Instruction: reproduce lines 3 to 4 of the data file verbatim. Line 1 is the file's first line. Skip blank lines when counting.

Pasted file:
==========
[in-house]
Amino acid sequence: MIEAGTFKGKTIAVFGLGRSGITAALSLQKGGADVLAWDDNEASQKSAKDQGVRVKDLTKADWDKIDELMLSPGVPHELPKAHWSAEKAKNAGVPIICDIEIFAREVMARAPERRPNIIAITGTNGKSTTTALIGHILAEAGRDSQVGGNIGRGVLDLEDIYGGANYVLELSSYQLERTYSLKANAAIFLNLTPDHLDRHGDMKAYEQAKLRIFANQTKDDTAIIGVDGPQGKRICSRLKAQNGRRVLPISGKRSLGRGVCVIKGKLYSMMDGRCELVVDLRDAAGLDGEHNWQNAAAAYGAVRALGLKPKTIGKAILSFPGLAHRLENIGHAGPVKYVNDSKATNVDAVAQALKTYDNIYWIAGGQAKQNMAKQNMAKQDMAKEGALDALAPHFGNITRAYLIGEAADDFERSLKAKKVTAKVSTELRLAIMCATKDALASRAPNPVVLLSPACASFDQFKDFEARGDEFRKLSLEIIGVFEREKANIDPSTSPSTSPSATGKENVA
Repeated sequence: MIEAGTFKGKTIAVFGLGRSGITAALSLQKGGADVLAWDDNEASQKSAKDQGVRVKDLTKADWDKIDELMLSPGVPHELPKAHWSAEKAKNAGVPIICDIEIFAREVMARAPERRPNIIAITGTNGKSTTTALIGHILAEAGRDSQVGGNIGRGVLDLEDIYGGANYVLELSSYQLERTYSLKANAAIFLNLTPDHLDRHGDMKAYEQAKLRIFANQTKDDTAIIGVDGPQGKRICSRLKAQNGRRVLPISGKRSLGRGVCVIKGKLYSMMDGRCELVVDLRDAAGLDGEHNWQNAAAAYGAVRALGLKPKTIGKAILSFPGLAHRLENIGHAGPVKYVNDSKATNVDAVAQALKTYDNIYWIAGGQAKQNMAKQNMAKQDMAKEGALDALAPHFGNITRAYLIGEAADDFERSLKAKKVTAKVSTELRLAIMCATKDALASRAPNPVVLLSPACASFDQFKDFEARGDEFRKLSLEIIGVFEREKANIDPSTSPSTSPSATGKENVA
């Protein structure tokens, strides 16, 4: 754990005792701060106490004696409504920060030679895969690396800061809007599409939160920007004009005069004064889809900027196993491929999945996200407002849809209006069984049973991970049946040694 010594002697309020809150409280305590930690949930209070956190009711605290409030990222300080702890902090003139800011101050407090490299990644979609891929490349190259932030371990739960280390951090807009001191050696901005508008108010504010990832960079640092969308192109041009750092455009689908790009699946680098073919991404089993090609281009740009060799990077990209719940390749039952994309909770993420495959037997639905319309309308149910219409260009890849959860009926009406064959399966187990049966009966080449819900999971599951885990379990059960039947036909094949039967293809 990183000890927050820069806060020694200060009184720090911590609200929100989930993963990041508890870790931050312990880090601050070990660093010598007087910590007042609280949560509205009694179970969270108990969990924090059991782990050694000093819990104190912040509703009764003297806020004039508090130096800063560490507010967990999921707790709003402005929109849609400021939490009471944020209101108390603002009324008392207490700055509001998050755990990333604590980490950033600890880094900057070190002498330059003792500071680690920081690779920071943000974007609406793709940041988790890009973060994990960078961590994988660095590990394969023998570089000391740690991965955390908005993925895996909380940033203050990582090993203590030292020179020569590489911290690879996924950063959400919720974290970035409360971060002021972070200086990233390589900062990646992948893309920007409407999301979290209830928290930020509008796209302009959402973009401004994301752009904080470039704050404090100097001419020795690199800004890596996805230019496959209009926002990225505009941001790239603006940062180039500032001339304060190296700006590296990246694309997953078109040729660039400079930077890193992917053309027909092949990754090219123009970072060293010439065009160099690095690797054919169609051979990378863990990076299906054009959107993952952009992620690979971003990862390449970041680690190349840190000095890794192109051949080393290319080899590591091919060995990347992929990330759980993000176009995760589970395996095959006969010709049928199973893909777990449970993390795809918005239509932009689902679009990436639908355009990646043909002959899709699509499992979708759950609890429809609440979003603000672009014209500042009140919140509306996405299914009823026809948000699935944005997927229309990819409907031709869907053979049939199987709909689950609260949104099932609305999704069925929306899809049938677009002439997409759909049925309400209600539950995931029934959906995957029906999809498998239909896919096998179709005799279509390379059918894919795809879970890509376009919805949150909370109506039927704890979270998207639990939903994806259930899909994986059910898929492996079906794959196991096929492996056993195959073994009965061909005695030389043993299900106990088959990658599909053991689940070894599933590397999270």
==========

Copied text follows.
Repeated sequence: MIEAGTFKGKTIAVFGLGRSGITAALSLQKGGADVLAWDDNEASQKSAKDQGVRVKDLTKADWDKIDELMLSPGVPHELPKAHWSAEKAKNAGVPIICDIEIFAREVMARAPERRPNIIAITGTNGKSTTTALIGHILAEAGRDSQVGGNIGRGVLDLEDIYGGANYVLELSSYQLERTYSLKANAAIFLNLTPDHLDRHGDMKAYEQAKLRIFANQTKDDTAIIGVDGPQGKRICSRLKAQNGRRVLPISGKRSLGRGVCVIKGKLYSMMDGRCELVVDLRDAAGLDGEHNWQNAAAAYGAVRALGLKPKTIGKAILSFPGLAHRLENIGHAGPVKYVNDSKATNVDAVAQALKTYDNIYWIAGGQAKQNMAKQNMAKQDMAKEGALDALAPHFGNITRAYLIGEAADDFERSLKAKKVTAKVSTELRLAIMCATKDALASRAPNPVVLLSPACASFDQFKDFEARGDEFRKLSLEIIGVFEREKANIDPSTSPSTSPSATGKENVA
């Protein structure tokens, strides 16, 4: 754990005792701060106490004696409504920060030679895969690396800061809007599409939160920007004009005069004064889809900027196993491929999945996200407002849809209006069984049973991970049946040694 010594002697309020809150409280305590930690949930209070956190009711605290409030990222300080702890902090003139800011101050407090490299990644979609891929490349190259932030371990739960280390951090807009001191050696901005508008108010504010990832960079640092969308192109041009750092455009689908790009699946680098073919991404089993090609281009740009060799990077990209719940390749039952994309909770993420495959037997639905319309309308149910219409260009890849959860009926009406064959399966187990049966009966080449819900999971599951885990379990059960039947036909094949039967293809 990183000890927050820069806060020694200060009184720090911590609200929100989930993963990041508890870790931050312990880090601050070990660093010598007087910590007042609280949560509205009694179970969270108990969990924090059991782990050694000093819990104190912040509703009764003297806020004039508090130096800063560490507010967990999921707790709003402005929109849609400021939490009471944020209101108390603002009324008392207490700055509001998050755990990333604590980490950033600890880094900057070190002498330059003792500071680690920081690779920071943000974007609406793709940041988790890009973060994990960078961590994988660095590990394969023998570089000391740690991965955390908005993925895996909380940033203050990582090993203590030292020179020569590489911290690879996924950063959400919720974290970035409360971060002021972070200086990233390589900062990646992948893309920007409407999301979290209830928290930020509008796209302009959402973009401004994301752009904080470039704050404090100097001419020795690199800004890596996805230019496959209009926002990225505009941001790239603006940062180039500032001339304060190296700006590296990246694309997953078109040729660039400079930077890193992917053309027909092949990754090219123009970072060293010439065009160099690095690797054919169609051979990378863990990076299906054009959107993952952009992620690979971003990862390449970041680690190349840190000095890794192109051949080393290319080899590591091919060995990347992929990330759980993000176009995760589970395996095959006969010709049928199973893909777990449970993390795809918005239509932009689902679009990436639908355009990646043909002959899709699509499992979708759950609890429809609440979003603000672009014209500042009140919140509306996405299914009823026809948000699935944005997927229309990819409907031709869907053979049939199987709909689950609260949104099932609305999704069925929306899809049938677009002439997409759909049925309400209600539950995931029934959906995957029906999809498998239909896919096998179709005799279509390379059918894919795809879970890509376009919805949150909370109506039927704890979270998207639990939903994806259930899909994986059910898929492996079906794959196991096929492996056993195959073994009965061909005695030389043993299900106990088959990658599909053991689940070894599933590397999270």